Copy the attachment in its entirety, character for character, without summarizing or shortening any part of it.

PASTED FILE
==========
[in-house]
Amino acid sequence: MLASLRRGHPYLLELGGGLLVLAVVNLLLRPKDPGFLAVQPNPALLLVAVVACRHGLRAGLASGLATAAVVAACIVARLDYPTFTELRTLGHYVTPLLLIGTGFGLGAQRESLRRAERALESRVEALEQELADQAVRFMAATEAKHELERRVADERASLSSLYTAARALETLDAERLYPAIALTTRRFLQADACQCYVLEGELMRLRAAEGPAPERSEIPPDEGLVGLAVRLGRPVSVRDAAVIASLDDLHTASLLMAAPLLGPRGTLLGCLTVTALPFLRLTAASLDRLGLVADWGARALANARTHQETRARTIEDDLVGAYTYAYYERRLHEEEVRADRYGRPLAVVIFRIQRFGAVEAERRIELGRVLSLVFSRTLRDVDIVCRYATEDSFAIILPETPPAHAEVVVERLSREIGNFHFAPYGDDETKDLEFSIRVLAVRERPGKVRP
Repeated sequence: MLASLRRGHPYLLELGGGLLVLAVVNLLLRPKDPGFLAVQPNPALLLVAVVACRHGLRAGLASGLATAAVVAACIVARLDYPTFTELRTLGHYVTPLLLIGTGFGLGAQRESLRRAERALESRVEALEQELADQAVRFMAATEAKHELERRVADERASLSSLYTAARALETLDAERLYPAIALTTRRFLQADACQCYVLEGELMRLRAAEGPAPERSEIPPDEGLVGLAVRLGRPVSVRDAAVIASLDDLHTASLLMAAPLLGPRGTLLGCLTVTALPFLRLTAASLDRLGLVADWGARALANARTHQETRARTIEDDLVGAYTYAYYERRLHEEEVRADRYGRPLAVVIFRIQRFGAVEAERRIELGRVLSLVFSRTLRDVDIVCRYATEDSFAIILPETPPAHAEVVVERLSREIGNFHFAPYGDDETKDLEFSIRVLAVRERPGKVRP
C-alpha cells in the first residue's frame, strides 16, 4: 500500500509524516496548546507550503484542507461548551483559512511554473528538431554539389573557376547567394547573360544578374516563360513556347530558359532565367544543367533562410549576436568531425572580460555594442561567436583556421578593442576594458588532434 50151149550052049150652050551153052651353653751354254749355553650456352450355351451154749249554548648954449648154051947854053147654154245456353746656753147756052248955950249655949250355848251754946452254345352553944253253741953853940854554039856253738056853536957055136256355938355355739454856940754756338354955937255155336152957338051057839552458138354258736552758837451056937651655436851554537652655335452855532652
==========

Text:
[in-house]
Amino acid sequence: MLASLRRGHPYLLELGGGLLVLAVVNLLLRPKDPGFLAVQPNPALLLVAVVACRHGLRAGLASGLATAAVVAACIVARLDYPTFTELRTLGHYVTPLLLIGTGFGLGAQRESLRRAERALESRVEALEQELADQAVRFMAATEAKHELERRVADERASLSSLYTAARALETLDAERLYPAIALTTRRFLQADACQCYVLEGELMRLRAAEGPAPERSEIPPDEGLVGLAVRLGRPVSVRDAAVIASLDDLHTASLLMAAPLLGPRGTLLGCLTVTALPFLRLTAASLDRLGLVADWGARALANARTHQETRARTIEDDLVGAYTYAYYERRLHEEEVRADRYGRPLAVVIFRIQRFGAVEAERRIELGRVLSLVFSRTLRDVDIVCRYATEDSFAIILPETPPAHAEVVVERLSREIGNFHFAPYGDDETKDLEFSIRVLAVRERPGKVRP
Repeated sequence: MLASLRRGHPYLLELGGGLLVLAVVNLLLRPKDPGFLAVQPNPALLLVAVVACRHGLRAGLASGLATAAVVAACIVARLDYPTFTELRTLGHYVTPLLLIGTGFGLGAQRESLRRAERALESRVEALEQELADQAVRFMAATEAKHELERRVADERASLSSLYTAARALETLDAERLYPAIALTTRRFLQADACQCYVLEGELMRLRAAEGPAPERSEIPPDEGLVGLAVRLGRPVSVRDAAVIASLDDLHTASLLMAAPLLGPRGTLLGCLTVTALPFLRLTAASLDRLGLVADWGARALANARTHQETRARTIEDDLVGAYTYAYYERRLHEEEVRADRYGRPLAVVIFRIQRFGAVEAERRIELGRVLSLVFSRTLRDVDIVCRYATEDSFAIILPETPPAHAEVVVERLSREIGNFHFAPYGDDETKDLEFSIRVLAVRERPGKVRP
C-alpha cells in the first residue's frame, strides 16, 4: 500500500509524516496548546507550503484542507461548551483559512511554473528538431554539389573557376547567394547573360544578374516563360513556347530558359532565367544543367533562410549576436568531425572580460555594442561567436583556421578593442576594458588532434 50151149550052049150652050551153052651353653751354254749355553650456352450355351451154749249554548648954449648154051947854053147654154245456353746656753147756052248955950249655949250355848251754946452254345352553944253253741953853940854554039856253738056853536957055136256355938355355739454856940754756338354955937255155336152957338051057839552458138354258736552758837451056937651655436851554537652655335452855532652